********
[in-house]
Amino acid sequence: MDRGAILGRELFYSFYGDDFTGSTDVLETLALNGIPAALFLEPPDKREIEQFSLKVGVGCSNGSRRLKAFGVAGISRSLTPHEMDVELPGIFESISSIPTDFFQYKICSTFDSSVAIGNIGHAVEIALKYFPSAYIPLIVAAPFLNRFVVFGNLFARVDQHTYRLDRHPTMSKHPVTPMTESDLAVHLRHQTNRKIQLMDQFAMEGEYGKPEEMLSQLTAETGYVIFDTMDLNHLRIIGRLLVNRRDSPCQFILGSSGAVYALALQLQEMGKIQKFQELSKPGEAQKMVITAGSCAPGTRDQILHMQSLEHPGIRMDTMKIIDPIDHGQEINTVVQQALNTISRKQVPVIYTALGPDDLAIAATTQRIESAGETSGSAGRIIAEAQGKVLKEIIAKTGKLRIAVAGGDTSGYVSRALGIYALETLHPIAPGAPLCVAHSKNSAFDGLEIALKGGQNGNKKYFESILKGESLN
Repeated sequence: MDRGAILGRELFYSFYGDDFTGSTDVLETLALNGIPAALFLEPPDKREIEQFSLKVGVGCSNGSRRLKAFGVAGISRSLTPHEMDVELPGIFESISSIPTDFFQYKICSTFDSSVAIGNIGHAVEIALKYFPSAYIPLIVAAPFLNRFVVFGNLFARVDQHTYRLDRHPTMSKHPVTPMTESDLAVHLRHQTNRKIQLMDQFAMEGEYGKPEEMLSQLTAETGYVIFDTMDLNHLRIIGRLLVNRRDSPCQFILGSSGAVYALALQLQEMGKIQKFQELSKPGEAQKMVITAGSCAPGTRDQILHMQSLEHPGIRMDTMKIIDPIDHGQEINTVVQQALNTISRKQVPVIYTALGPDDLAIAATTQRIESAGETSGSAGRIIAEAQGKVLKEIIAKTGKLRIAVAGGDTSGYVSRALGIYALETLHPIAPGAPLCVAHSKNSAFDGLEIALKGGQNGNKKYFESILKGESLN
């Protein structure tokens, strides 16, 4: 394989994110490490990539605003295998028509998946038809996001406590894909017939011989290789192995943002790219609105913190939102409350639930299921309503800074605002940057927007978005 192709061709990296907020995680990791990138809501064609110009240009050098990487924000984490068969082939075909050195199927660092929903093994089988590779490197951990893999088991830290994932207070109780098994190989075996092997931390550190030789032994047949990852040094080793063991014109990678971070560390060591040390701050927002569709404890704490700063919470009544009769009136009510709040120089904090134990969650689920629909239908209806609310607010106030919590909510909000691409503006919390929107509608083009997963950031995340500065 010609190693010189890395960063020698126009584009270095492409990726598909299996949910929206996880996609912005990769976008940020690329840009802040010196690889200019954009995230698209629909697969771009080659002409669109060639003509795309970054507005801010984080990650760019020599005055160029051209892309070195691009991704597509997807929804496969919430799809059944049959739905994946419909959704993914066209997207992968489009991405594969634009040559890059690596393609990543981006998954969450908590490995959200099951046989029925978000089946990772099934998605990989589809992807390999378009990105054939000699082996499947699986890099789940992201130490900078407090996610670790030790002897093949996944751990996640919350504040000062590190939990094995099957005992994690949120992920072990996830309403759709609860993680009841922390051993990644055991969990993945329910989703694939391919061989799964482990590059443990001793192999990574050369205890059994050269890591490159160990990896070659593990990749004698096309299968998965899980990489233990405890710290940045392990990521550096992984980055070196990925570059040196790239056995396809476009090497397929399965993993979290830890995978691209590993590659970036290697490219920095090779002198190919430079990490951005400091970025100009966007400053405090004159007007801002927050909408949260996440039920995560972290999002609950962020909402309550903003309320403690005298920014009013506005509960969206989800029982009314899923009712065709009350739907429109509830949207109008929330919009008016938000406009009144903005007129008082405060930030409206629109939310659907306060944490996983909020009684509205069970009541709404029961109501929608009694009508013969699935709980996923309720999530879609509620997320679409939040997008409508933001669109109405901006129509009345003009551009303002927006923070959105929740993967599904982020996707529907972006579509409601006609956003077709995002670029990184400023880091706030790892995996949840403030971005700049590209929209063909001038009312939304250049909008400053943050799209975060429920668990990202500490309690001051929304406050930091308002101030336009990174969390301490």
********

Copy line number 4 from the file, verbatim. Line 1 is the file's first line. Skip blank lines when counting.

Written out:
């Protein structure tokens, strides 16, 4: 394989994110490490990539605003295998028509998946038809996001406590894909017939011989290789192995943002790219609105913190939102409350639930299921309503800074605002940057927007978005 192709061709990296907020995680990791990138809501064609110009240009050098990487924000984490068969082939075909050195199927660092929903093994089988590779490197951990893999088991830290994932207070109780098994190989075996092997931390550190030789032994047949990852040094080793063991014109990678971070560390060591040390701050927002569709404890704490700063919470009544009769009136009510709040120089904090134990969650689920629909239908209806609310607010106030919590909510909000691409503006919390929107509608083009997963950031995340500065 010609190693010189890395960063020698126009584009270095492409990726598909299996949910929206996880996609912005990769976008940020690329840009802040010196690889200019954009995230698209629909697969771009080659002409669109060639003509795309970054507005801010984080990650760019020599005055160029051209892309070195691009991704597509997807929804496969919430799809059944049959739905994946419909959704993914066209997207992968489009991405594969634009040559890059690596393609990543981006998954969450908590490995959200099951046989029925978000089946990772099934998605990989589809992807390999378009990105054939000699082996499947699986890099789940992201130490900078407090996610670790030790002897093949996944751990996640919350504040000062590190939990094995099957005992994690949120992920072990996830309403759709609860993680009841922390051993990644055991969990993945329910989703694939391919061989799964482990590059443990001793192999990574050369205890059994050269890591490159160990990896070659593990990749004698096309299968998965899980990489233990405890710290940045392990990521550096992984980055070196990925570059040196790239056995396809476009090497397929399965993993979290830890995978691209590993590659970036290697490219920095090779002198190919430079990490951005400091970025100009966007400053405090004159007007801002927050909408949260996440039920995560972290999002609950962020909402309550903003309320403690005298920014009013506005509960969206989800029982009314899923009712065709009350739907429109509830949207109008929330919009008016938000406009009144903005007129008082405060930030409206629109939310659907306060944490996983909020009684509205069970009541709404029961109501929608009694009508013969699935709980996923309720999530879609509620997320679409939040997008409508933001669109109405901006129509009345003009551009303002927006923070959105929740993967599904982020996707529907972006579509409601006609956003077709995002670029990184400023880091706030790892995996949840403030971005700049590209929209063909001038009312939304250049909008400053943050799209975060429920668990990202500490309690001051929304406050930091308002101030336009990174969390301490």